Validation, relief, gratitude and pride — those were some of the emotions expressed by a group of women who came forward with allegations of sexual assault at the hands of Harvey Weinstein in response to the disgraced producer’s conviction on Monday for rape and sexual assault.

The group of more than 20 women held a conference call Monday afternoon to share their reaction to the news earlier in the day that the once-powerful movie producer will likely face a minimum of five years in prison after being convicted on two of the five sexual assault charges he was facing.

“Today is a powerful day and a huge step forward in collective healing,” said Rose McGowan, who has accused Weinstein of raping her in 1997.

“The era of impunity for powerful men who rape people is over,” said Mira Sorvino, an Oscar-winning actor who saw her career derailed after allegedly rebuffing Weinstein’s advances. “He will rot in jail as he deserves and we will begin to have some closure.”

Multiple women on the call reflected on the seismic shifts within the entertainment industry since the exposés of Weinstein’s troubling history were published by The New York Times and New Yorker in October 2017. Actor Larissa Gomes said the decision by the Silence Breakers and others to come forward with painful stories of assault has paved the way for a safer and more equitable future for women in the workplace around the world.

“We changed the world by speaking out collectively. This is the culmination of our courage,” Gomes said. “We’re never going back to the way things were.”

Some of the women who spoke on the call described tearfully watching TV and digital news outlets to learn Weinstein’s fate with loved ones, or in the case of Gomes, as she drove her son to his preschool class. The scale of Weinstein’s alleged misconduct was reinforced by how accusers have come forward from all over the world.

On Monday’s call, Zoe Brock was in her native New Zealand. Paula Williams was in Seattle. Lysette Anthony was in the U.K. Rowena Chiu was in Palo Alto, Calif. Participants expressed satisfaction that Weinstein was taken in handcuffs from the Manhattan federal courtroom to New York City’s notorious Rikers Island detention center.

“He’s in Rikers Island. For once he won’t be sitting comfortably. For once he will know what it’s like to have power wrapped around his neck,” McGowan said.

Multiple women referenced the fact that Weinstein was convicted despite what they described as “victim-shaming” defense tactics on cross-examination of the women who testified against him. Weinstein was convicted by a jury of seven men and five women of third-degree rape and a criminal sexual act. He was found not guilty on the charge of predatory sexual assault, which carries a 25 years to life in prison sentence, and two other counts.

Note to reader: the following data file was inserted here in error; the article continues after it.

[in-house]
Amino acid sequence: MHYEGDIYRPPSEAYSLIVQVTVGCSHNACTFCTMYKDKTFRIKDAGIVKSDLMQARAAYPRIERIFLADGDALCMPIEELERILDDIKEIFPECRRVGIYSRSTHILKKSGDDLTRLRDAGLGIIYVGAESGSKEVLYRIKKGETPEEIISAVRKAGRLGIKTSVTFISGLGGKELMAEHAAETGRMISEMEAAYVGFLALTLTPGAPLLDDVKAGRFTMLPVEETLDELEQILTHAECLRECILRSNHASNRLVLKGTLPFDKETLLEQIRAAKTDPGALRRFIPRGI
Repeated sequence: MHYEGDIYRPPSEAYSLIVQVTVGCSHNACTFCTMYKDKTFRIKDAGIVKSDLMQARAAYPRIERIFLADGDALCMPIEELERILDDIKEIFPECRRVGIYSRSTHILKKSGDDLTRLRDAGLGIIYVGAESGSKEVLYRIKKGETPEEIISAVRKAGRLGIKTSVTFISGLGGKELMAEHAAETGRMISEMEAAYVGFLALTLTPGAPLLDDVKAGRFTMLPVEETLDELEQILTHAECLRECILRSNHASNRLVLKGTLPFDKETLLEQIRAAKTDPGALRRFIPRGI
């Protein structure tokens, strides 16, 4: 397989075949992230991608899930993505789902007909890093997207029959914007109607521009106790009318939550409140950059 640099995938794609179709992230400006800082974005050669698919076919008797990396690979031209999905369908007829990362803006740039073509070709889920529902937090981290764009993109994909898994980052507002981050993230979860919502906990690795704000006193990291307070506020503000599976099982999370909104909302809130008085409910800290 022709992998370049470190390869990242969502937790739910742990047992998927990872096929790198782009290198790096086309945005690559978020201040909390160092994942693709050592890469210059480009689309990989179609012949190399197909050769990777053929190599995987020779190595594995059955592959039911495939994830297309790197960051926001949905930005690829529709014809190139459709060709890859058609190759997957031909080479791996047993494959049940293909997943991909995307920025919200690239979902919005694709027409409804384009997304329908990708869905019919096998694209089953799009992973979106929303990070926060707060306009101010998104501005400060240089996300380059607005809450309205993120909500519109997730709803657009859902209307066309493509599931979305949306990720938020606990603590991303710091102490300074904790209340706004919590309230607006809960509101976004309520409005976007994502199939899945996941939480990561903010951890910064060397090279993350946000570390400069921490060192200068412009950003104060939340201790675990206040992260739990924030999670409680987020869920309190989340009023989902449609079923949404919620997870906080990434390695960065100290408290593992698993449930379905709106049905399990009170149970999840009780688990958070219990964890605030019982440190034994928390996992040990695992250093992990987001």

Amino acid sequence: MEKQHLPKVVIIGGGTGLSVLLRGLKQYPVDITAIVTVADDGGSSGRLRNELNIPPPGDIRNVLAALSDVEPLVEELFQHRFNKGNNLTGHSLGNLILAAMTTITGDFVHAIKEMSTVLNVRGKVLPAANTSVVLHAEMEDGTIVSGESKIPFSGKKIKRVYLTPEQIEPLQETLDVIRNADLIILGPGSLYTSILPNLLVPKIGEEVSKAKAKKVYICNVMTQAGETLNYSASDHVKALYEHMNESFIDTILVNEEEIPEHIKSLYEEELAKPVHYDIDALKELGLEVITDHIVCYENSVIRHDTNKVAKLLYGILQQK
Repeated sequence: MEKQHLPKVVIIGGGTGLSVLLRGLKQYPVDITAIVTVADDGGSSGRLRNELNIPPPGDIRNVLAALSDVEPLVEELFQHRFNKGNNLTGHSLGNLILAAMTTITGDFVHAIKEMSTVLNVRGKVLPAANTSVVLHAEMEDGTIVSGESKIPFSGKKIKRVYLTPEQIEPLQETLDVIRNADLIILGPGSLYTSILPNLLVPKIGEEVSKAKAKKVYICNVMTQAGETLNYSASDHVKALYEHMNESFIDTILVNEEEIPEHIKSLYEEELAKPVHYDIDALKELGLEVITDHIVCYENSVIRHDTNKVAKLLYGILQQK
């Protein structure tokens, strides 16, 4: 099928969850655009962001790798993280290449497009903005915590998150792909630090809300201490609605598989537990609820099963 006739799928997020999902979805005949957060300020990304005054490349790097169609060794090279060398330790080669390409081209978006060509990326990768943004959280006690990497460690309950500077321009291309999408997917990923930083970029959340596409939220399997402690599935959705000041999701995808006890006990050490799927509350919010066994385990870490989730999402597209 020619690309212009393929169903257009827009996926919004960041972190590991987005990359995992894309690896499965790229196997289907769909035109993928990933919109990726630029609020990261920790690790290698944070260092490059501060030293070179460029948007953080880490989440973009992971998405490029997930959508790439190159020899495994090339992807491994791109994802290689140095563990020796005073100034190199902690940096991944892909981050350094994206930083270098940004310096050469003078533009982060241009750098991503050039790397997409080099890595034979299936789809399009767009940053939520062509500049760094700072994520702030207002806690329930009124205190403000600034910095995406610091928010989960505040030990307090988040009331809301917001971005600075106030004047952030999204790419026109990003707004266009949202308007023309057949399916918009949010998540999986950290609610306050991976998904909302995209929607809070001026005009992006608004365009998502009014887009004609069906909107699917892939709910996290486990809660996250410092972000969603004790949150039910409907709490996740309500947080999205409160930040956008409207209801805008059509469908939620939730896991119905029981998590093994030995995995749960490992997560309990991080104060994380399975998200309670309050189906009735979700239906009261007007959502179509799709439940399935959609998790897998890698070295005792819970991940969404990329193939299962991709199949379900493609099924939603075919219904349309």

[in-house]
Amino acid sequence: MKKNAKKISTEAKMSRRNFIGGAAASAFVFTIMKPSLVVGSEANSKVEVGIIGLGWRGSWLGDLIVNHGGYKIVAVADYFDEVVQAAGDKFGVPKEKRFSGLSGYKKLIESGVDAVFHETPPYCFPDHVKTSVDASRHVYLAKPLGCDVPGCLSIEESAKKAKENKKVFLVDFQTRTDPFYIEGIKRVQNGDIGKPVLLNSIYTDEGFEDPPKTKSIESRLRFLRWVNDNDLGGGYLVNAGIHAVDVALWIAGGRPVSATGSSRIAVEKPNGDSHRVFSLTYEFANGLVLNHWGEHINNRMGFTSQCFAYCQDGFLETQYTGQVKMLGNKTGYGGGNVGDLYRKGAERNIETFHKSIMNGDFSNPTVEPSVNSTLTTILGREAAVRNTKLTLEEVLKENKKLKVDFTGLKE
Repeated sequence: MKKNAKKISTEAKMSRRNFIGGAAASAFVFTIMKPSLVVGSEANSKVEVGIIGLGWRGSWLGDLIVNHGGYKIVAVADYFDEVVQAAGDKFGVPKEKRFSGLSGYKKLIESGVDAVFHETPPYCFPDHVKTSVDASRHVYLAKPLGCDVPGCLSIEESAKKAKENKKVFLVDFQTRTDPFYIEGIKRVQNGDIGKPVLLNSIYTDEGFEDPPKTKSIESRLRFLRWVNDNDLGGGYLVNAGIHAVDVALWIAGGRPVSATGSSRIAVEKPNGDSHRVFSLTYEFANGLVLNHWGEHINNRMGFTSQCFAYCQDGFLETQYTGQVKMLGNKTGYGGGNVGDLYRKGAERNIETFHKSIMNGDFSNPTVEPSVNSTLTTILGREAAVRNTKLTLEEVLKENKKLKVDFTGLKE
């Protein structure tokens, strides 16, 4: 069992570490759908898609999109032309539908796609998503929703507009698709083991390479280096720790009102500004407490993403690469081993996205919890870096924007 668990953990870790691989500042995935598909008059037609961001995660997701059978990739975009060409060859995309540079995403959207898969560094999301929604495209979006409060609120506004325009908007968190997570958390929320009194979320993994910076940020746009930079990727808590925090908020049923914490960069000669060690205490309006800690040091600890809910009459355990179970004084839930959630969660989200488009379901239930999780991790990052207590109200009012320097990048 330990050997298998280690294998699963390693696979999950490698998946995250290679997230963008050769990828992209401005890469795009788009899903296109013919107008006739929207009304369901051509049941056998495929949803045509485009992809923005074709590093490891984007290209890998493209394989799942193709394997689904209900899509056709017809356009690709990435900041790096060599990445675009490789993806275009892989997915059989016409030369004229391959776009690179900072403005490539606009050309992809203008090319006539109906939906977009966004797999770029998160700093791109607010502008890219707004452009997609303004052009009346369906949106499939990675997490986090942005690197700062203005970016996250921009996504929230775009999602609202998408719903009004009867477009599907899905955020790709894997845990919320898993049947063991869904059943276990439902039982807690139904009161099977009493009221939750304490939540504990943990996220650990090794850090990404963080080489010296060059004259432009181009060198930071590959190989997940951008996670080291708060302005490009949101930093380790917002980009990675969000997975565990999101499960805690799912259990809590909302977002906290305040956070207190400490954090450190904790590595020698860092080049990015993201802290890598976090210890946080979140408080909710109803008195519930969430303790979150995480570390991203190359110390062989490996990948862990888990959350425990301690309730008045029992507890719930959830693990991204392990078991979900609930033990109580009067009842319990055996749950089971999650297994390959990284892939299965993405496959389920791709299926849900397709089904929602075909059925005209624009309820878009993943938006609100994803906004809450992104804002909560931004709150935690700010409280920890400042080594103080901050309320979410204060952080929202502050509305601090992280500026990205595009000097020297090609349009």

“There’s no such thing as a perfect victim,” said Lauren Sivan, an L.A.-based journalist. “Rape is rape, sexual assault is sexual assault, no matter what the victims did before, what they wore or said. I’m so grateful (the jury) saw through that.”

Caitlin Dulany said she felt the two convictions would encourage women to seek legal recourse for sexual crimes. A number of participants said they were “bracing” for Weinstein to be exonerated.

“I have a renewed sense of faith that women will be believed when they come forward. This is absolutely a day of reckoning for Harvey Weinstein, as I hoped it would be,” Dulany said.

Actor Rosanna Arquette noted that a number of Weinstein victims have been working to change the legal landscape for sexual misconduct victims, from challenging statute of limitations rules to the non-disclosure agreements that kept so many accusers from speaking out.

“Today let’s focus on the progress that has been made — the first guilty verdict in the #MeToo era,” Arquette said. “It’s vindication for all the women he has harmed.”

Weinstein is sure to appeal his convictions. The producer is also facing four counts of rape and other sexual assault charges in Los Angeles that were filed in January. The conviction in New York will give hope and courage to women involved in the Los Angeles charges and to those far beyond Hollywood.

“All the work we’ve done will serve as a beacon for all the future silence breakers,” said Williams.

The call participants also expressed immense respect and gratitude to the women who testified against Weinstein in New York: Miriam Haley, Jessica Mann and Annabella Sciorra.

“It’s nothing short of heroic, what they’ve done for all survivors,” Gomes said.